# Maximum principle proof clarification

Maximum Principle: Let $$\Omega$$ be a bounded connected region of $$\mathbb{R}^m$$ with $$u$$ defined and continuous in $$\bar{\Omega}, \, \Delta u = 0$$. Then $$u$$ achieves its maximum (and minimum) on $$\partial \Omega$$.

Proof:

$$\Delta u = 0, \, \Omega$$ $$\exists \, x^0: \max_{x \in \bar{\Omega}}u(x)=u(x^0)=M < +\infty$$

• If $$x^0 \in \partial \Omega$$: The principle holds true.

• If $$x^0 \in \Omega$$: Using the mean value property:

$$u(x^0) = \frac{1}{4 \pi \delta^2} \int_\limits{S(x^0,\delta)} u(x) \, ds = M$$ $$\Rightarrow u(x) = M, \, \forall x \in S(x^0,\delta) \Rightarrow u(x) = M, \, \forall x \in \Omega. \quad\square$$

I don't get the last line of this proof. Why $$u(x) = M, \, \forall x \in S(x^0,\delta)$$ follows from the mean value property and why $$u(x) = M$$ holds for every $$x$$ in $$\Omega$$ ?

Suppose that there exists $$x_0\in \Omega$$, with $$u(x_0)=M=\max_{\bar{\Omega}}u,$$ and let $$S=\{x\in \Omega: u(x)=M\}.$$ We will show that this set is non-empty and both open and closed in $$\Omega$$. If we can show this, then connectedness will imply that $$S$$ is all of $$\Omega.$$ Clearly, it is non-empty, as we assumed that $$x_0\in S.$$ Note $$S=u^{-1}\left(\{M\}\right)\cap\Omega$$, and since $$u$$ is continuous, this is relatively closed.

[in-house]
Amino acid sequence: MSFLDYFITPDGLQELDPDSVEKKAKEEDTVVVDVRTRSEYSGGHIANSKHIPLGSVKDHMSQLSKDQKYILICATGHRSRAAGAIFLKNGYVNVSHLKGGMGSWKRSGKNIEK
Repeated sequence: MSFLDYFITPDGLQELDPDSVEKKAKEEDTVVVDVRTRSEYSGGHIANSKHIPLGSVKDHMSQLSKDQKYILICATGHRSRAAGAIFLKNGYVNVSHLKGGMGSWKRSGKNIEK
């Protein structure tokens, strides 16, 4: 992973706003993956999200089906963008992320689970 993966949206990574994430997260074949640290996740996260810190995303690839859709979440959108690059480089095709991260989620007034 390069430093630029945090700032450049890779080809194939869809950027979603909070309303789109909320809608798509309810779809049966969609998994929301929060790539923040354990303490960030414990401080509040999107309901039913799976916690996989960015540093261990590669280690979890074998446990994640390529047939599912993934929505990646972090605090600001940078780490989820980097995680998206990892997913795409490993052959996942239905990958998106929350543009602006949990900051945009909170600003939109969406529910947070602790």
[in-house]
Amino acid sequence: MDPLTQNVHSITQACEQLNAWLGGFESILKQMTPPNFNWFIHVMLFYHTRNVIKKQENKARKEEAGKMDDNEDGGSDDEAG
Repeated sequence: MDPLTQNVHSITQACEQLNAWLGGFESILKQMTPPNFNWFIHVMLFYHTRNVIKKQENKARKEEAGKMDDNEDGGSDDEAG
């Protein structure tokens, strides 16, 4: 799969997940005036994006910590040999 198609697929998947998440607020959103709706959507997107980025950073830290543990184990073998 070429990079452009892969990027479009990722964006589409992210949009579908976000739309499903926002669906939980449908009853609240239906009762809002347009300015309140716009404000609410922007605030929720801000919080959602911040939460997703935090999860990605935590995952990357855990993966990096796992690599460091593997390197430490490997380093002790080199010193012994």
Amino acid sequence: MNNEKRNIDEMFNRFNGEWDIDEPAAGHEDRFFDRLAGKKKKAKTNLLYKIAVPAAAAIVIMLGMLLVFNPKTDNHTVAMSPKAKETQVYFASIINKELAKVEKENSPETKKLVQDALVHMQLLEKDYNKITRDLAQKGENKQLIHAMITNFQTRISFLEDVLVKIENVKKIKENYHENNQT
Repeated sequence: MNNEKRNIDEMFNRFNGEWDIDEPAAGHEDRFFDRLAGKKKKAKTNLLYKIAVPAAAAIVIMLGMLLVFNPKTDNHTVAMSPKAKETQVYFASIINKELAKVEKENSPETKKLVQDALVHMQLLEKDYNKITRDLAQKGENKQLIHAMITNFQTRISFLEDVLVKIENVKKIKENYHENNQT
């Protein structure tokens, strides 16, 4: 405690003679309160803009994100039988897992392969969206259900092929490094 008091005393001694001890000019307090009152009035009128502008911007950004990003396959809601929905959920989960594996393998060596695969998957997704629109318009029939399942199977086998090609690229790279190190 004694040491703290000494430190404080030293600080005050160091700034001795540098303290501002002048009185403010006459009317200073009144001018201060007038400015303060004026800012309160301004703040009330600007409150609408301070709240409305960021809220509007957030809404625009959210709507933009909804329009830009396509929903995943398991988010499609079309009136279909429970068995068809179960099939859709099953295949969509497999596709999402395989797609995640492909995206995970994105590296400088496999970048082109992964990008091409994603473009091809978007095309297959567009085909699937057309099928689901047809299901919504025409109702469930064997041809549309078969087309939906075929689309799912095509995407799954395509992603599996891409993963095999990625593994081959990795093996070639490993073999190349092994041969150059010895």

Next, take any $$x_0\in S.$$ By the MVP, we have that for any $$r>0$$ so that $$B(x_0,r)\subset\Omega$$ holds, we have that
$$M=u(x_0)=\frac{1}{|B(x_0,r)|} \int\limits_{B(x_0,r)}u\, dy\leq M,$$ since $$u\leq M$$ on $$\bar{\Omega}.$$
We claim that the above can only be equal if $$u=M$$ on all of $$B(x_0,r)$$. Suppose not. Then, there exists $$x_1\in B(x_0,r)$$ so that $$u(x_1) By the continuity of $$u$$, this holds on a neighborhood, which will contradict the equality given by the MVP. Thus, $$u(x)=M$$ for all $$x\in B(x_0,r),$$ which shows that $$B(x_0,r)\subset S.$$ So, $$S$$ is open in $$\Omega$$, as well.